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Tilda Swinton sought government cash for experimental school

Moray school asked Scottish government for £600,000 per year, arguing its brand of education could close attainment gap

Tilda Swinton school seeks over £0.5m from Swinney

Moray school asked Scottish government for £600,000 per year, arguing its brand of education could close attainment gap

An all-through school co-founded by Oscar-winning actress Tilda Swinton – where pupils start their formal education at age 6 and sit no exams – appealed to the Scottish government to fund it to the tune of more than half a million pounds per year.

A Tes Scotland freedom of information request has revealed that Ms Swinton met with education secretary John Swinney to ask him to back the experimental approach to education at Drumduan School in Moray, which her two children formerly attended.

The meeting came after Mr Swinney was sent a proposal from the school in Forres in the North-east of Scotland – via local MSP Richard Lochhead – suggesting that it should receive £600,000 of government funding every year for three years.

The school, whose website says it is "inspired by the work of Rudolf Steiner", argued that the funding would allow it to remove its fees, which were “a barrier to entry for low-income families”. It said the fees prevented the school from being “truly inclusive and representative of Scottish society”, adding that the model that resulted would then be “scalable across Scotland”.

The proposal, however, was ultimately knocked back by Mr Swinney.

Mr Swinney said it would be “a very significant change” for the government to step in to fund the school and that there were no details in the proposal to suggest “why this was appropriate for this school and not other independent schools”.

He added that it was necessary that the government invested its “limited public resources in local authority schools”.

Mr Swinney said: “I know that Drumduan School and its young people are studying an innovative and interesting curriculum, and am delighted that some pupils are succeeding in the school who have struggled in other settings.

"Where the school has developed new approaches to meeting particular needs, I hope that it may be able to work with Education Scotland and the other schools in the area to showcase and spread good practice.

"However, it is necessary that we invest our limited public resources in local authority schools.”

The exchange between Drumduan School and Mr Swinney came to light through a Tes Scotland request under freedom-of-information legislation. Media reports in January previously stated that Ms Swinton had appealed to the Scottish government to save the school.

The school first made its pitch for government funding in December 2016, with a meeting taking place between Ms Swinton and Mr Swinney in February 2017 when he was visiting the Glasgow School of Art creative campus near Forres.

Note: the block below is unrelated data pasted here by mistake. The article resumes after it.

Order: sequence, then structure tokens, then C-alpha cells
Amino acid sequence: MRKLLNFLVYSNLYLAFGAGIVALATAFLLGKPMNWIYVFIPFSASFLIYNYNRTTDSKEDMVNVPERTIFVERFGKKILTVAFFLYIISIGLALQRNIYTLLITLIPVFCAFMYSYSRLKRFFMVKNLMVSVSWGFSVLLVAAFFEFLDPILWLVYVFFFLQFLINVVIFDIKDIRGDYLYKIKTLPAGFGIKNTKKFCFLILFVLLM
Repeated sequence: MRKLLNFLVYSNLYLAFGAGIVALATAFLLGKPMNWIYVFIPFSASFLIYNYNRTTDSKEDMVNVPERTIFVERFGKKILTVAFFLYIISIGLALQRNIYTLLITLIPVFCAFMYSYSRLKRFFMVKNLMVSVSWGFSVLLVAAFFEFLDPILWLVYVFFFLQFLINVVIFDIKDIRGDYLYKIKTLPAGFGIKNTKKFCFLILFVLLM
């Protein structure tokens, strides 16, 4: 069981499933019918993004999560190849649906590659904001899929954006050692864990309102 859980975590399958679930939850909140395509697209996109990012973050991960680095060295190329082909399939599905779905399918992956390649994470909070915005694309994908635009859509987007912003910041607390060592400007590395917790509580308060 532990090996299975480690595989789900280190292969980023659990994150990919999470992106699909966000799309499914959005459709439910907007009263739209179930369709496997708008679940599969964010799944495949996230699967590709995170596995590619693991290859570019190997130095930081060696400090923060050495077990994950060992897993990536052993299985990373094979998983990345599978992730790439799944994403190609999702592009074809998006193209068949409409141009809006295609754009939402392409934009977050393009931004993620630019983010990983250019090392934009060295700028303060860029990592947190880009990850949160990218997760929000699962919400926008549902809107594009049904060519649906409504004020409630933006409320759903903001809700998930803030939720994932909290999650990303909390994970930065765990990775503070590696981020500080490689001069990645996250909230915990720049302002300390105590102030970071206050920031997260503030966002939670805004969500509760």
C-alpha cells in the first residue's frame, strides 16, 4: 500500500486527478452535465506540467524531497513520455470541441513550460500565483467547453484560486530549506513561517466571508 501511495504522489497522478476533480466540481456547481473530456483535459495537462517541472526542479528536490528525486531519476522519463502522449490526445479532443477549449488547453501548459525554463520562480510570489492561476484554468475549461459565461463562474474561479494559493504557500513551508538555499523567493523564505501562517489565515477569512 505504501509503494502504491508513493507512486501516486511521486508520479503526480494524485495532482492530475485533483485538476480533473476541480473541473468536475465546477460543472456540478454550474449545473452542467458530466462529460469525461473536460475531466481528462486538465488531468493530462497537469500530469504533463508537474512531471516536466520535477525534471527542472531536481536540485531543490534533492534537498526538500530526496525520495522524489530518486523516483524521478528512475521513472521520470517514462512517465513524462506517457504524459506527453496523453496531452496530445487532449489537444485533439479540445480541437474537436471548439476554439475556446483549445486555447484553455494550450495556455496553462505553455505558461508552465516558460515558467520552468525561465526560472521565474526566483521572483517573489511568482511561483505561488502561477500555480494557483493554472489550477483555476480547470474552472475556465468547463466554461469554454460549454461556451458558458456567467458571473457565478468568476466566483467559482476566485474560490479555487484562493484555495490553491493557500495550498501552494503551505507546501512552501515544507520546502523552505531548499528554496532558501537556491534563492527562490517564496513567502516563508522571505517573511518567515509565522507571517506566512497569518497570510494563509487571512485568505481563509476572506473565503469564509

Ahead of the meeting, however, the FOI response shows that Mr Swinney stressed that he was not in a position “to make any funding offer to them at this time” and an email sent the following day reveals that "funding was not discussed beyond Drumduan saying 'we are a fee-paying school but do not want to be'”.

Instead, according to the email, the conversation with Ms Swinton focused on the Drumduan curriculum, mental health and “the challenges of getting students with no exam results into university”.

Four months later, in June, when the governance review was concluded, Mr Swinney wrote to Mr Lochhead to say the government would not be able to fund the school.

Drumduan School launched in 2013 “as a pioneering single class looking for a progressive secondary-level curriculum”. Today, the school is believed to have about 80 pupils aged 3-18 and commands fees of up to £8,500 per year.

However, in its funding pitch to the Scottish government, the school said it was reliant on “private patronage funding” to cover its running costs, which was “not a long-term sustainable model, nor one that is workable at a national level”.

The proposal continued: “We propose therefore that the Scottish government funds Drumduan School for a period of three years at a level of £600,000 per year to enable us to remove the current fee-paying system. The resultant model will be scalable across Scotland and will be as highly effective in closing the attainment gap nationally, as it has been for us locally.”

According to the papers sent to Mr Swinney, formal education does not begin at Drumduan School until age 6; homework is introduced gradually from age 12, “allowing pupils to pursue their own interests at the end of the school day”; and pupils do not sit exams, and instead compile “high-quality portfolios”.

The papers continued: “Out of our first graduating year, a significant number of our students are progressing on to university and college without exams. It is important for parents to understand that universities and colleges already accept mature students and overseas students on the basis of interview and onsite assessments, and more and more of these institutions are recognising that the calibre of the student can often be a more reliable guide to long-term success than a set of paper qualifications.”

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